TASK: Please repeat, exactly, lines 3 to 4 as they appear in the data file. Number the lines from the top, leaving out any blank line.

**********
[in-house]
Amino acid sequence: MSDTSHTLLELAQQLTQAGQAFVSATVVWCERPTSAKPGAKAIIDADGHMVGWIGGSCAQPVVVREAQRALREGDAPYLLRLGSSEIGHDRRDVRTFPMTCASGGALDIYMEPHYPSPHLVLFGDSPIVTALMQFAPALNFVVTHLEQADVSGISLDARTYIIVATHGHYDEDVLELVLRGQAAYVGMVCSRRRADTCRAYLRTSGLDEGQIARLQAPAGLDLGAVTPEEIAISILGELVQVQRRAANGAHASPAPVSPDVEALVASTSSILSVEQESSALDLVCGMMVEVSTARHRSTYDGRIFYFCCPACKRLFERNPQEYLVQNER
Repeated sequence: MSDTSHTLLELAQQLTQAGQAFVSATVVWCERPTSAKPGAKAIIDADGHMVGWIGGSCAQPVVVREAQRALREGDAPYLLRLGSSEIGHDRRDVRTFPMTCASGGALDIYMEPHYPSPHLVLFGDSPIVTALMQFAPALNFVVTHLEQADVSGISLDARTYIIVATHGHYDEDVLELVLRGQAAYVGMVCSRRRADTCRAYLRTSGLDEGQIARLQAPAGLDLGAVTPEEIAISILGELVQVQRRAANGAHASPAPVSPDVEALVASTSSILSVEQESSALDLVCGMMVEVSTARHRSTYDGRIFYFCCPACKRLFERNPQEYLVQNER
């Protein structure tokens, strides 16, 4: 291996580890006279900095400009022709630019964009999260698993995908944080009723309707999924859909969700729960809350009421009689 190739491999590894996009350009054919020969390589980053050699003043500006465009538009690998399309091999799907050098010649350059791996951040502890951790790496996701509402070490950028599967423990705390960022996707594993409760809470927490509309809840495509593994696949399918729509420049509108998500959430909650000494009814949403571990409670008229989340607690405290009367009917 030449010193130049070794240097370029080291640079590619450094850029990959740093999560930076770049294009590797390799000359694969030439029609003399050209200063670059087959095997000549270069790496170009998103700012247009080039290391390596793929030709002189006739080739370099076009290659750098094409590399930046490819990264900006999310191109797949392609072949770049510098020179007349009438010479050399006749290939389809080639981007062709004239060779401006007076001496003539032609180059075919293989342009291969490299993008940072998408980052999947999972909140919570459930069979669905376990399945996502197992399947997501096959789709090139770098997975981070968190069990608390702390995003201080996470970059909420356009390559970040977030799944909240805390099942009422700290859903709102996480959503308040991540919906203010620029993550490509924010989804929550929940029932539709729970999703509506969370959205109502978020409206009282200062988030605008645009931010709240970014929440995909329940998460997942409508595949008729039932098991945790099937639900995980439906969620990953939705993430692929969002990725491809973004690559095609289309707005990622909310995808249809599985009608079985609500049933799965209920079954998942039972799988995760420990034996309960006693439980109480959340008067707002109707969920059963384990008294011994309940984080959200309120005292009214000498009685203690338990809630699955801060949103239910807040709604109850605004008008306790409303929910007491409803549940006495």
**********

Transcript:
Repeated sequence: MSDTSHTLLELAQQLTQAGQAFVSATVVWCERPTSAKPGAKAIIDADGHMVGWIGGSCAQPVVVREAQRALREGDAPYLLRLGSSEIGHDRRDVRTFPMTCASGGALDIYMEPHYPSPHLVLFGDSPIVTALMQFAPALNFVVTHLEQADVSGISLDARTYIIVATHGHYDEDVLELVLRGQAAYVGMVCSRRRADTCRAYLRTSGLDEGQIARLQAPAGLDLGAVTPEEIAISILGELVQVQRRAANGAHASPAPVSPDVEALVASTSSILSVEQESSALDLVCGMMVEVSTARHRSTYDGRIFYFCCPACKRLFERNPQEYLVQNER
């Protein structure tokens, strides 16, 4: 291996580890006279900095400009022709630019964009999260698993995908944080009723309707999924859909969700729960809350009421009689 190739491999590894996009350009054919020969390589980053050699003043500006465009538009690998399309091999799907050098010649350059791996951040502890951790790496996701509402070490950028599967423990705390960022996707594993409760809470927490509309809840495509593994696949399918729509420049509108998500959430909650000494009814949403571990409670008229989340607690405290009367009917 030449010193130049070794240097370029080291640079590619450094850029990959740093999560930076770049294009590797390799000359694969030439029609003399050209200063670059087959095997000549270069790496170009998103700012247009080039290391390596793929030709002189006739080739370099076009290659750098094409590399930046490819990264900006999310191109797949392609072949770049510098020179007349009438010479050399006749290939389809080639981007062709004239060779401006007076001496003539032609180059075919293989342009291969490299993008940072998408980052999947999972909140919570459930069979669905376990399945996502197992399947997501096959789709090139770098997975981070968190069990608390702390995003201080996470970059909420356009390559970040977030799944909240805390099942009422700290859903709102996480959503308040991540919906203010620029993550490509924010989804929550929940029932539709729970999703509506969370959205109502978020409206009282200062988030605008645009931010709240970014929440995909329940998460997942409508595949008729039932098991945790099937639900995980439906969620990953939705993430692929969002990725491809973004690559095609289309707005990622909310995808249809599985009608079985609500049933799965209920079954998942039972799988995760420990034996309960006693439980109480959340008067707002109707969920059963384990008294011994309940984080959200309120005292009214000498009685203690338990809630699955801060949103239910807040709604109850605004008008306790409303929910007491409803549940006495």